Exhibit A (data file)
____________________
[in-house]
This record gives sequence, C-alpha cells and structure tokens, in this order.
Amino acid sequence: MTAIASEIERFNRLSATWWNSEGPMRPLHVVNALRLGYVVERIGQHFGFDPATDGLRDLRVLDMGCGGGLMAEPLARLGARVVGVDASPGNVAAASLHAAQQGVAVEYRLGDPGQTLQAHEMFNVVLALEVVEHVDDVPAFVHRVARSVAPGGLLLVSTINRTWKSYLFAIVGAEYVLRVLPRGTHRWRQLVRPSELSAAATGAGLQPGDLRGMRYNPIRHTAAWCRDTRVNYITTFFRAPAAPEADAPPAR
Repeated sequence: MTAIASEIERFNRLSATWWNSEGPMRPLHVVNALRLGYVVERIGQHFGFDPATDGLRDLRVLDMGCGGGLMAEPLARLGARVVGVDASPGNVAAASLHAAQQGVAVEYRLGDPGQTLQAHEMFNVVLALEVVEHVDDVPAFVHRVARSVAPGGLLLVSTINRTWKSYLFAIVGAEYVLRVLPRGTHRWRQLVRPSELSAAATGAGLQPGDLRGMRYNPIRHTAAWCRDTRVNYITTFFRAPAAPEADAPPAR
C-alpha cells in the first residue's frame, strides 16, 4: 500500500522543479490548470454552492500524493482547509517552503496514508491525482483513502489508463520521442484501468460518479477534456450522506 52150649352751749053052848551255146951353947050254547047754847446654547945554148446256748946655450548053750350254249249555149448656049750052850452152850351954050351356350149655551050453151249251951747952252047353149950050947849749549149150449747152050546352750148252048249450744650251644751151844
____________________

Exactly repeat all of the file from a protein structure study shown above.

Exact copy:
[in-house]
This record gives sequence, C-alpha cells and structure tokens, in this order.
Amino acid sequence: MTAIASEIERFNRLSATWWNSEGPMRPLHVVNALRLGYVVERIGQHFGFDPATDGLRDLRVLDMGCGGGLMAEPLARLGARVVGVDASPGNVAAASLHAAQQGVAVEYRLGDPGQTLQAHEMFNVVLALEVVEHVDDVPAFVHRVARSVAPGGLLLVSTINRTWKSYLFAIVGAEYVLRVLPRGTHRWRQLVRPSELSAAATGAGLQPGDLRGMRYNPIRHTAAWCRDTRVNYITTFFRAPAAPEADAPPAR
Repeated sequence: MTAIASEIERFNRLSATWWNSEGPMRPLHVVNALRLGYVVERIGQHFGFDPATDGLRDLRVLDMGCGGGLMAEPLARLGARVVGVDASPGNVAAASLHAAQQGVAVEYRLGDPGQTLQAHEMFNVVLALEVVEHVDDVPAFVHRVARSVAPGGLLLVSTINRTWKSYLFAIVGAEYVLRVLPRGTHRWRQLVRPSELSAAATGAGLQPGDLRGMRYNPIRHTAAWCRDTRVNYITTFFRAPAAPEADAPPAR
C-alpha cells in the first residue's frame, strides 16, 4: 500500500522543479490548470454552492500524493482547509517552503496514508491525482483513502489508463520521442484501468460518479477534456450522506 52150649352751749053052848551255146951353947050254547047754847446654547945554148446256748946655450548053750350254249249555149448656049750052850452152850351954050351356350149655551050453151249251951747952252047353149950050947849749549149150449747152050546352750148252048249450744650251644751151844